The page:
Quantitative seismic geomorphology of a confined channel complex, southern Atwater fold belt, Gulf of Mexico, U.S.A.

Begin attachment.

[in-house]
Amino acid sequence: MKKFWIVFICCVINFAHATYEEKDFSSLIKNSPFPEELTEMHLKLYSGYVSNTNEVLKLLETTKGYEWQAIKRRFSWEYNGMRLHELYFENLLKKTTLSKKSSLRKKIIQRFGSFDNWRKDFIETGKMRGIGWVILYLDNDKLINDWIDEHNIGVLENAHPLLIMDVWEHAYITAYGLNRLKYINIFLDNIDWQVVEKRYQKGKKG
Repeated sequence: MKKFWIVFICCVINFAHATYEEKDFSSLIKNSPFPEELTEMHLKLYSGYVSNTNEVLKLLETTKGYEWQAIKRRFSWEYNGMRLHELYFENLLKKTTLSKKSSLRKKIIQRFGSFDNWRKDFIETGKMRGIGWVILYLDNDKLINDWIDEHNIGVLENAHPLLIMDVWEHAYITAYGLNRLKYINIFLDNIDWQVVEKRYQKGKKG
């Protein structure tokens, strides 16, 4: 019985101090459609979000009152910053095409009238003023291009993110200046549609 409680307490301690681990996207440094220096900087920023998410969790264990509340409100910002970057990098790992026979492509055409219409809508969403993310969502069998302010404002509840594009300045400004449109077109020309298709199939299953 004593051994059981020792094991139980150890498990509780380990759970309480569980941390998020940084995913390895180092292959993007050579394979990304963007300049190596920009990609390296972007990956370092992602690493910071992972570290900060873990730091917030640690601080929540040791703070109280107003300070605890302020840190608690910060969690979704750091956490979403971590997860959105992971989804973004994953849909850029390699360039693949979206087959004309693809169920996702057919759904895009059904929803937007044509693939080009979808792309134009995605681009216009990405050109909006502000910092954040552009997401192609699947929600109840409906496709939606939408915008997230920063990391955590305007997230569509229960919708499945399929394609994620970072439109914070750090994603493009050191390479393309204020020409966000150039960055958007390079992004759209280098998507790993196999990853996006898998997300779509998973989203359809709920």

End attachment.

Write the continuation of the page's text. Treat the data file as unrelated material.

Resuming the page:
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The structures along the Atwater Fold belt form important deep-water hydrocarbon traps in the northern Gulf of Mexico. The purpose of this study is to map and quantify the morphology, sedimentology and architecture of Plio-Pleistocene basin floor fan systems outboard of the Poseidon Minibasin, located along the Atwater deep-water fold belt (mid-Miocene to Pliocene), and apply that information to determine the temporal and spatial nature of the fill and its implications as a reservoir analog. The data set includes ~2200 km sq. of 3D seismic data, along with information from several wells. Wireline logs show the Tertiary age deposits outboard of the Sigsbee Escarpment to be several hundred feet thick, sharp-based, dominantly coarse-grained (sandy) but fining up cycles composed of sandy basin floor fans, mass transport complexes and leveed channels developed in a confined setting within deep-water “valleys.” The largest valley formed in five main stages: initiating from narrow channel incision, widening through lateral incision and sidewall slumping, straightening, and finally flooding and infilling. The valley system is ~20,000 feet across and ~ 1,400 feet deep, with what look like well-developed levees ranging from 700 to 1300 feet at their thickest point extending ~19000 feet away from the channel. This system is underlain by a ~700 foot thick mass transport complex and overlain by younger, low sinuosity leveed channel systems. Both of these systems appear to have been sourced by large submarine drainages, originating from a shelf edge sediment source system to feed the rugose slope with deep-water channel pathways uninhibited by salt wall inflation at the time of valley deposition. Major phases of salt thrusting along the southern edge of the Atwater were contemporaneous with the formation of these large, through-going valley system, which appear to be associated with the period of sheet thickening and development of monoclinal basinward dip related to rafted mini-basin docking. Well log signatures show evidence for armored clay drapes along the valley margins as well as a flattening of lateral accretion packages toward the distal end of the system. The flattening of these packages seems to signal proximity to the fan terminus, which would serve as an important indicator of spatial extent of plays in deep-water.